Author(s): Lettgen B, von Gontard A, Olbing H, HeikenLwenau C, Gaebel E,
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Abstract AIM: To analyse the number of urinary tract infections, uroflowmetry, behavioural symptoms and intrafamilial interaction in two groups of daytime wetting children in a paediatric and a child psychiatric unit. METHODS: Ninety-four children with either voiding postponement (52) or urge incontinence (42) were examined prospectively for history of urinary tract infections (UTIs), uroflowmetry, the syndrome scales of the Child Behaviour Checklist (CBCL 4/18-Achenbach) and the Family Adaptability and Cohesion Evaluation Scales (FACES-III) (Olson) questionnaire. RESULTS: Children with urge incontinence had a significantly higher rate of previous urinary tract infections (50\%) than children with voiding postponement (19.2\%; p < 0.001), who showed a high rate of plateau (12.2\%) and staccato (20.4\%) curves and were characterized by a wide variety of behavioural symptoms, including withdrawn (11.6\%), aggressive (11.8\%), delinquent (19.6\%) behaviour and attention problems (13.7\%). Clinically relevant behavioural scores were 4-10 times higher for the voiding postponers, and 2-3 times higher for children with urge incontinence. Furthermore, families of voiding postponers had significantly fewer balanced types of intrafamilial function (FACES-III). Problematic "rigid/disengaged" and "rigid/separated" types predominated. CONCLUSION: Urge incontinence is characterized by a higher rate of UTIs, a lower urine volume in uroflowmetry, a lower rate of behavioural scores in the clinical range and well-functioning families. Voiding postponement children, on the other hand, have a higher, though not significant, rate of abnormal uroflow curves, a wide variety of clinically relevant behavioural symptoms, which were significantly higher for attention and delinquent problems. Conduct problems predominated; only 13.7\% of the children had attention problems in the clinical range. The findings lend empirical support to the entity of voiding postponement as an acquired or behavioural syndrome characterized by wetting in association with a delay of micturition and other externalizing conduct problems.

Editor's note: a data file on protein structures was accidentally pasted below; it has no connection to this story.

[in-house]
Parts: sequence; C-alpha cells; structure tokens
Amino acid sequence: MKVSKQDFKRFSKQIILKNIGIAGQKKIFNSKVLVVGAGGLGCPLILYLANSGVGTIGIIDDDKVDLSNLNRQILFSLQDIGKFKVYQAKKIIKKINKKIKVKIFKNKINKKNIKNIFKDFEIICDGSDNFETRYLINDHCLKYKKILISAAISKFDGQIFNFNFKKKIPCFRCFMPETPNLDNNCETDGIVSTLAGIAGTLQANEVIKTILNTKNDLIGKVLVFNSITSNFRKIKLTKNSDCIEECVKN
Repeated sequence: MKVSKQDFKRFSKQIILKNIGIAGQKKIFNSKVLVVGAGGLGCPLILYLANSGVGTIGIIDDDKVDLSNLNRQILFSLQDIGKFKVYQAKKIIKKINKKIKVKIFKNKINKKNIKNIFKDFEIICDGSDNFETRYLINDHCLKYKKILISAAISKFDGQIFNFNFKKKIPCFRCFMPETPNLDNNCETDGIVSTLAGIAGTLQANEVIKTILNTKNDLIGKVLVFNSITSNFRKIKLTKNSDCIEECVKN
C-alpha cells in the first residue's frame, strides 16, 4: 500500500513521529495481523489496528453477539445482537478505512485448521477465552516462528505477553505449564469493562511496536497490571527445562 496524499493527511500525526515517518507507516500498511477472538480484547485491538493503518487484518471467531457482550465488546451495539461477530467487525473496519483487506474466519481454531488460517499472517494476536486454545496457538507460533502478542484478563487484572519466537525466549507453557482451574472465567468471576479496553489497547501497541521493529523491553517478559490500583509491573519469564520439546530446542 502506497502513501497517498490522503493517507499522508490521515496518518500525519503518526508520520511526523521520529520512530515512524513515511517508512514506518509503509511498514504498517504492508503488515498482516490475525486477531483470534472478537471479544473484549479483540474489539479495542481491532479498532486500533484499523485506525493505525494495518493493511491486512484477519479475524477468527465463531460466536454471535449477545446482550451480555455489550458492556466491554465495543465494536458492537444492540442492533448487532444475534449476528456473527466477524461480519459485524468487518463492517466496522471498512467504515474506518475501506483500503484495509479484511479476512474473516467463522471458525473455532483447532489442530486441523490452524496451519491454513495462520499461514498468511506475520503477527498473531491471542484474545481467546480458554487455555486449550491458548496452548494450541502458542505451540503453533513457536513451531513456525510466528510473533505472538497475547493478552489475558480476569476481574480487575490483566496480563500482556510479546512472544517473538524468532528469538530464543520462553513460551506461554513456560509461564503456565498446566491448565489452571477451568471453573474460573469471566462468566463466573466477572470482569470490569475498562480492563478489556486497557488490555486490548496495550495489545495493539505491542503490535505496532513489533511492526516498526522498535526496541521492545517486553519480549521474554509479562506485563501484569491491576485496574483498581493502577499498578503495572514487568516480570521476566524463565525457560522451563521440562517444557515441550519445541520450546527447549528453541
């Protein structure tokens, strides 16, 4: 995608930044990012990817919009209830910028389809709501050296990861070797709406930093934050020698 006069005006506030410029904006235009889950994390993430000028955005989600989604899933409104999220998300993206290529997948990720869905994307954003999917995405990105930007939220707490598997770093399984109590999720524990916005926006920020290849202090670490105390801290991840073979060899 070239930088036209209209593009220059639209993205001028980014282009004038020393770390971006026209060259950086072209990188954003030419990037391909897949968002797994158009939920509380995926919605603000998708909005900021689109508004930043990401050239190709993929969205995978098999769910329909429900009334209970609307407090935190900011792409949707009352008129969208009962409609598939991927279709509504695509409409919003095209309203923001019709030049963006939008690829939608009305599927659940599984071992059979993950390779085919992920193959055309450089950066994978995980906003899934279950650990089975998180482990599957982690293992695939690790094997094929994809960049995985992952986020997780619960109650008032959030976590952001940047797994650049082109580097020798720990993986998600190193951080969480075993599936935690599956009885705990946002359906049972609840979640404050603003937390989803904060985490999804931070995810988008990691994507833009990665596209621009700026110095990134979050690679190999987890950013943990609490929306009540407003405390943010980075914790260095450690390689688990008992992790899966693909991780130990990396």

This article was published in Acta Paediatr
and referenced in Pediatrics & Therapeutics